Many, many thanks to Marino Ceccotti for his recent comment on my blog “about” page letting me know my WordPress installation had been hacked. These are the times it can be a little unnerving to be your own technical support department.
Somehow, hundreds of invisible links were being appended at the bottom of each page of my blog. These were visible when I chose to “view source” for my blog’s homepage:
My first troubleshooting step was to back up my existing (and likely corrupt) WordPress installation files. I then updated to the latest (2.6.2) WordPress version. That did not fix the problem. I did notice some suspicious files in the root of my WordPress install and in my public ftp directory:
I suspected my WordPress theme might be the source of the exploit, so I compared the current “footer.php” code in my active theme with an original / unaltered “footer.php” theme page I had as a backup. Sure enough, the following code (shown in red below) had been maliciously inserted somehow into my “footer.php” WordPress theme page:
In addition to deleting this malicious code I’ve changed all my website and blog passwords to some ridiculously secure ones, disabled admin rights for other users I’d previously granted some rights to, and also turned off “directory browsing” on my websites using cPanel. This is something I should have done a LONG time ago and haven’t until today. I am not sure if this was related to this hacking instance, but I’ve known it’s a good idea to NOT have directory browsing enabled on public websites, and by default it is with my webhost. This is an example of what a directory that does not have an index page in it looks like when directory browsing is turned ON: you can see the contents of the directory and browse through files and folders:
By selecting the “index manager” in cPanel you can turn off directory browsing:
I’m not sure what WordPress exploit was used to insert this malicious code onto my blog theme footer.php page. Hopefully the update to the latest WordPress version along with the password changes and directory browsing change will address the problem and it will not recur. Again I want to express heartfelt thanks to Marino Ceccotti for alerting me to this problem. I’m not sure how long this malicious code has been on my blog. Based on the dates of some of the mysterious files that I found on my server, it may have happened about two weeks ago on August 28th. I may do some research with webpage archiving sites to see if I can find out if it’s been even longer than that. Thankfully it does not appear I’ve lost any data or any data has been corrupted beyond that one theme file I’ve now repaired.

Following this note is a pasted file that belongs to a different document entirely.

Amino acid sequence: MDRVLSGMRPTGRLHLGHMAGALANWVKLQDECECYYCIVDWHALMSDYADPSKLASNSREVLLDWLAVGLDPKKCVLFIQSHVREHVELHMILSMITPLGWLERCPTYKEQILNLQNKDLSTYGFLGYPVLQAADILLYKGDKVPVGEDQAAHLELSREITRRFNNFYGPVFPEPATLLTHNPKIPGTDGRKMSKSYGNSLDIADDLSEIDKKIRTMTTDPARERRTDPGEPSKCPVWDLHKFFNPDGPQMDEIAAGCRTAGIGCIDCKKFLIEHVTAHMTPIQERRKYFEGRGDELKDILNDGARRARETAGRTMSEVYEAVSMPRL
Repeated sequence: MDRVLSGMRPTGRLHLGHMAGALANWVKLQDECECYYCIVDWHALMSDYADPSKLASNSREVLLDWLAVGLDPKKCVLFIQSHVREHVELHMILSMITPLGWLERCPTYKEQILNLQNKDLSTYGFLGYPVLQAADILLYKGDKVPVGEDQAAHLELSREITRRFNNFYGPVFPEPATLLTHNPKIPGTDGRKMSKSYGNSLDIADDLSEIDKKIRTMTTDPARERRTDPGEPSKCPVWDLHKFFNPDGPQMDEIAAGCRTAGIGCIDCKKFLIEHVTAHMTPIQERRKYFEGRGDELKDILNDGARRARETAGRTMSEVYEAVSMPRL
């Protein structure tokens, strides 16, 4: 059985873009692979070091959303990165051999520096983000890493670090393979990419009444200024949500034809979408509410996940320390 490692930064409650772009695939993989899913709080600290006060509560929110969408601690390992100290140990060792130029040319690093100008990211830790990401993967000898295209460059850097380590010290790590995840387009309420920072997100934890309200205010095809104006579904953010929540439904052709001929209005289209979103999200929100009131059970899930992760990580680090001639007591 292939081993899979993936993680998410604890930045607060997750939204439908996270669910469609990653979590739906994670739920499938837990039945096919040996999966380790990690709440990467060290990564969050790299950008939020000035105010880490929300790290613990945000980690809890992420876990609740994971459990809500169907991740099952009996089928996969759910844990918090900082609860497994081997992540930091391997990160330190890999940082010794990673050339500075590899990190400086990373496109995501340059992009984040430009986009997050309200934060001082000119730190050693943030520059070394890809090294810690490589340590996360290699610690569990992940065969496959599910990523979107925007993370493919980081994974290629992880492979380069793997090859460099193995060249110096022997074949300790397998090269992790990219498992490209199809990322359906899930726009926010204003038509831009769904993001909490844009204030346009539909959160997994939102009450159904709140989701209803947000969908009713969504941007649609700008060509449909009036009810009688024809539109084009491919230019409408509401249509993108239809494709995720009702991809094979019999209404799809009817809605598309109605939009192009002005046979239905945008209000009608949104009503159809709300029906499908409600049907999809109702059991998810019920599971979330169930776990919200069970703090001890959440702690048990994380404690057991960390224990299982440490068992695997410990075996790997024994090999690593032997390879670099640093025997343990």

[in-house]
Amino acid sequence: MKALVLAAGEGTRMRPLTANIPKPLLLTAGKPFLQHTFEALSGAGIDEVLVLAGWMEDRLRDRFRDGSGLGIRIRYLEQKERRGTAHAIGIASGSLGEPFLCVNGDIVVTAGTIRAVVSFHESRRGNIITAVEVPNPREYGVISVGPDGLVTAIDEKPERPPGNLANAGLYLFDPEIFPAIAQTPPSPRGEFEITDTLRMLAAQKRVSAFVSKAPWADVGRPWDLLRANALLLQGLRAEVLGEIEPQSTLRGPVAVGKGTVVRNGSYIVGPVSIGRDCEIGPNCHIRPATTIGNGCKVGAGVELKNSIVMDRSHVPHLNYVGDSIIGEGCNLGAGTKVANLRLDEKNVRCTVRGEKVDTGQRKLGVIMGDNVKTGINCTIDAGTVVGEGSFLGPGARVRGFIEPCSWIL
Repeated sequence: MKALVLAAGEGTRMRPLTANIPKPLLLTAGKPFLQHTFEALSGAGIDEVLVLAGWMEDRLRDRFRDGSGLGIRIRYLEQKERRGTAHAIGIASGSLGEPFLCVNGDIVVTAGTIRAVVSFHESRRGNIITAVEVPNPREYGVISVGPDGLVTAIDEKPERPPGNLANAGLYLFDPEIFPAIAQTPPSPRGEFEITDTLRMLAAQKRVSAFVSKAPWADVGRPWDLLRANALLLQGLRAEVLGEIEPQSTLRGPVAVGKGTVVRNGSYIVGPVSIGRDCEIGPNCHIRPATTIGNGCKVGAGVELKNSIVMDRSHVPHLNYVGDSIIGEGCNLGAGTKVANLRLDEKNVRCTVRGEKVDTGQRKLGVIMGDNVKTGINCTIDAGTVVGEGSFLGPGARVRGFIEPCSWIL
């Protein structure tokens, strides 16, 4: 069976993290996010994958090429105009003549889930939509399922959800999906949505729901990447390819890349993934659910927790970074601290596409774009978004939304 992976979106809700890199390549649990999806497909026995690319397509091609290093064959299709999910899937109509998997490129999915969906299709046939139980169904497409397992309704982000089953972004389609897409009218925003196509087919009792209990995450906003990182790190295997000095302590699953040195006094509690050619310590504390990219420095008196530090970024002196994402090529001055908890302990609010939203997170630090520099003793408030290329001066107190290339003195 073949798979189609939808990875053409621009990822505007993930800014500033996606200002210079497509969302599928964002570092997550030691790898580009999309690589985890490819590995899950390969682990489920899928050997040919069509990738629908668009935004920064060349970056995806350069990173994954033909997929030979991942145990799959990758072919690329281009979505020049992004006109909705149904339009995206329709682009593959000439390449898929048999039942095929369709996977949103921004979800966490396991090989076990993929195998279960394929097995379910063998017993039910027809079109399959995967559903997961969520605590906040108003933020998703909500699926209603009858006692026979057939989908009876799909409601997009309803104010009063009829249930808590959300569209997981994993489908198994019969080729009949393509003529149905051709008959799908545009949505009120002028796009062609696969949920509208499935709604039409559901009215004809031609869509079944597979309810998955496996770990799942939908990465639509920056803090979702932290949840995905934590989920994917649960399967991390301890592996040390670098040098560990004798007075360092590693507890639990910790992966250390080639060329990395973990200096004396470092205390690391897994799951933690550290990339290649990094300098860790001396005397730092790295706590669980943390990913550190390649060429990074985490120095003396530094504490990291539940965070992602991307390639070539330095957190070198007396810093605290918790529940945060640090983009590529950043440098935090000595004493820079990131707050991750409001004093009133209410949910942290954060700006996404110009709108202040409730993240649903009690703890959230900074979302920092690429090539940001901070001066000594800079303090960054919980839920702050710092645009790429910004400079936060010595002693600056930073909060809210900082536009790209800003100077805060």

If you have any insights into how this might of happened and what I can do (if anything) beyond the steps I’ve already taken to secure and protect my blog from future hacks, I’m all ears.
Word to the wise: Keep your WordPress blog backed up, keep your active theme backed up, and keep your WordPress install updated. I just checked one of my other WordPress installations and it looks like it has been hacked with the same malicious code.
If you want to examine the actual hacked HTML page, I’ve archived it here as a text file you can view. Look at the very bottom of the page for the appended malicious/spam links. Is the actual hacker the owner of some of the websites included there? I have no idea.
If you have and host your own WordPress blog I’d recommend you check it for this same issue. You can check by choosing VIEW – SOURCE CODE in your web browser and looking down at the bottom of the page in the footer for spam links. I’ve checked one of my other WordPress blog instances and it’s been corrupted/attacked with this same exploit too.
At least now I know how to fix it– I think.
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- Internet Safety and Digital Citizenship in Alva, Oklahoma (SlideShare Slidecast) - 2010
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- Helping more teachers and students access a Ning website via a subdomain and a CNAME entry in DNS - 2008
- Marketing flyer for K12Online08 - 2008
- Entroute to Shanghai - 2007
- Giving Tiger Mail a try - 2006
- Join a skypecast about WikiSpaces! - 2006
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